Please tell me that you have that stomach line too…

Sometimes the fake “words” in those little prove-you’re-human-and-not-a-spam-computer text boxes amuse me.  Got “vichinga” yesterday, which sounds to me so very, very much like a pet name for female body parts that I may start using it.   Or maybe as one of those “Ha – gotcha!” kind of phrases.  Like “Yo mama’s so fat she probably needs medications to assist in managing her cholesterol!  Vichinga!”  or  “Your husband’s so lazy that there appears to be a minor buildup of recyclable products under your sink! Vichinga!”

Also nice guys do sometimes finish last.  Mostly in yo mama battles.

Day two of the Great Wellbutrin Countdown.  I am happy to report that there are no hives yet, though I have become excessively aware of everywhere on my body that is minorly itchy, at all times.  Incidentally, that line at stomach level, where you fold when you sit down with bad posture?   Very itchy.

I filled out the Anxiety and Depression inventories in my “Feeling Good Handbook” by David D. Burns today (the one with the admittedly very famous in the field man on the cover who looks very much like Mr. Rogers’s nicer, more syrupy neighbour).  The depression one is sort of like this.  They say that it can help to do that regularly, since it puts a definitive number on how you’re feeling.  I don’t know how much weight the actual number itself holds, since the test is pretty basic, but it does make it easier to make comparisons.

I haven’t kept track of all of my scores over time.  Don’t remember exactly where I was when I first started (early 30’s, maybe?).  At one point earlyish into the process, not too long after being diagnosed and pulled from work, I was a 42(anxiety) and 28(depression).  Later on after doing a lot of my self-help readings and trying yoga, etc. I was a 28 and 20.  Then 38 and 16 on the Wellbutrin the first time around (it’s known for making people a little tightly wound).  When the Effexor hit, I was too depressed to even think about answering the questions (it would have been off the charts) and on the Prozac I was too anxious to worry about it.  Today I scored a 42 and 40.  The anxiety checklist goes all the way up to 100, but the highest possible score on the depression checklist is 45.  Note that I tend to under-estimate my symptoms if I’m undecided.  Note also the difference between where I was when they officially decided this was bad enough that I could not work anymore, and where I am today.  Note that higher is BAD on this test.  Sigh.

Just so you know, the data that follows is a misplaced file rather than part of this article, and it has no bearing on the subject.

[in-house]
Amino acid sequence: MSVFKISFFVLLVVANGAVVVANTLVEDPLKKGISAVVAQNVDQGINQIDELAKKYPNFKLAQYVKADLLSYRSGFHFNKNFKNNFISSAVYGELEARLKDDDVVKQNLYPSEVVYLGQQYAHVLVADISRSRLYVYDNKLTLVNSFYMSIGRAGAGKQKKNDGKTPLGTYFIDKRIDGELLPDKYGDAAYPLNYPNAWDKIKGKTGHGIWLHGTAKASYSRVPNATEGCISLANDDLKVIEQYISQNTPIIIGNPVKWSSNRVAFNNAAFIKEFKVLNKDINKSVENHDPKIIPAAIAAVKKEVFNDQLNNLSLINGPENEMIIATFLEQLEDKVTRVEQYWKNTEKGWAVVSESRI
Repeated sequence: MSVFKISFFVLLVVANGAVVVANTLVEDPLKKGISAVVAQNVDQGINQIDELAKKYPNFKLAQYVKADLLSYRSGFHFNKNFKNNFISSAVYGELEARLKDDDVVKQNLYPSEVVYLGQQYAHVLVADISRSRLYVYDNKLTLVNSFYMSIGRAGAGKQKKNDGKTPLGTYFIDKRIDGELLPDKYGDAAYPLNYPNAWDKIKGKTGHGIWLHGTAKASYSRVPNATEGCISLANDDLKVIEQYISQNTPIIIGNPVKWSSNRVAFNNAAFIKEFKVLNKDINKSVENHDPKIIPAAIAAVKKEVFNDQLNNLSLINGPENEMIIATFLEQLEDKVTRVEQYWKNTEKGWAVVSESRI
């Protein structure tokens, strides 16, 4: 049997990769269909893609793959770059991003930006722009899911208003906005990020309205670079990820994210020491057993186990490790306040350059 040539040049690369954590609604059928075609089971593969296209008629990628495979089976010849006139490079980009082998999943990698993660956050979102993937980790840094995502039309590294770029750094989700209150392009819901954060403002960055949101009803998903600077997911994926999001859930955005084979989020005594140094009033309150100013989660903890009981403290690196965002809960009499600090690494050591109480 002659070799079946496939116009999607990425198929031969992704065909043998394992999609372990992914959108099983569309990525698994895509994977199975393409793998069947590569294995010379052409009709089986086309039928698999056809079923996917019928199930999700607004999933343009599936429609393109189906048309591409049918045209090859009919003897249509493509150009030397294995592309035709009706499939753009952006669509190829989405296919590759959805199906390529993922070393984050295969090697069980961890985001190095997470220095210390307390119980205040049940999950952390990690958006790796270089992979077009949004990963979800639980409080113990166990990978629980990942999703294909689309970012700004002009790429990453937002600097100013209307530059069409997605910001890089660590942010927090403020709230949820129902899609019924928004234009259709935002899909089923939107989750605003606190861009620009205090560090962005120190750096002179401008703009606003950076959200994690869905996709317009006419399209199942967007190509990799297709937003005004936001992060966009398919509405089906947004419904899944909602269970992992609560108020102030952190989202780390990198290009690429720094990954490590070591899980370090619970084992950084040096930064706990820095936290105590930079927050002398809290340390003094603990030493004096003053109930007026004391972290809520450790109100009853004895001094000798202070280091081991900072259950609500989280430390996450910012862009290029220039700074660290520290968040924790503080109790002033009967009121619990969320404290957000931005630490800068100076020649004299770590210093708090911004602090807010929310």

Yo body’s so cracked that you get SADDER on antidepressants!


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4 Responses to “Please tell me that you have that stomach line too…”

  1. Jessica says:

    For a depressed person, you still have a pretty good sense of humor.


    I hope you can get this all sorted out. I can only imagine the frustration. I just found you through @lolobentley’s post at the Dooce Community, so I haven’t gone back to read the whole blog.

    Was there some sort of triggering event that launched you into depression?

  2. Curiosity says:

    I cover well most of the time. …This is probably responsible for delaying my getting treatment for many years.

    Humour is my life force, and sometimes the only thing holding me up and keeping me going. I have found myself numerous times throughout this process in a situation so absurdly removed from my “normal” existence that I either have to laugh, or cry horribly. Most of the time I choose laugh. Sometimes both.

    Maybe I will try writing up the brief version of my History So Far with this so that I can give new readers the cliff notes on where I’m at. …Once I’m finished with the shock and awe that I have new readers. And ones that didn’t find me via hugging kittens, no less!

  3. JD says:

    I too found you via dooce after reading a particularly hilarious comment responding to her bacon grease mishap.

    I’m sorry you’re sad. I hope you find something that helps you feel better.

    And now, some unsolicited medical advice! You mentioned a bunch of weird reactions to medications – ran into the same thing myself and wasted a lot of time wondering if I was just crazy. Then came the blood test – turns out I am an ultra-rapid CYP450 metabolizer, 2D6 phenotype. It’s a liver enzyme pathway that metabolizes most antidepressant medications. If your body burns medications too fast or too slowly, weirdness ensues. There are a reasonable number of people who have different CYP450 genetic profiles – it’s not one of these one-in-ten-million things.

    Test is kind of expensive, often not covered by insurance, and may show results that are totally normal. But if it shows that you’ve got some weirdness too, it can help steer you away from certain drugs and towards others – saves time, since antidepressant effects are measured over weeks and months. It steered me toward an MAO inhibitor, which has worked really, really well. They are much less scary than most people and most physicians think, though you do have to use your head. No cheese, no Chinese, and don’t eat it if you don’t know what it is.

    Please take this only for what it’s worth – free medical advice from anonymous internet user! How reliable!

    Good luck to you.

  4. Curiosity says:

    @JD – I am never one to turn away unsolicited medical advice, especially about things that I hadn’t heard of yet! I will definitely look into my liver enzyme pathways. Clearly something is off with me, I just haven’t been able to identify what. Thank you for stopping by, and thank you for giving me a new direction to explore!

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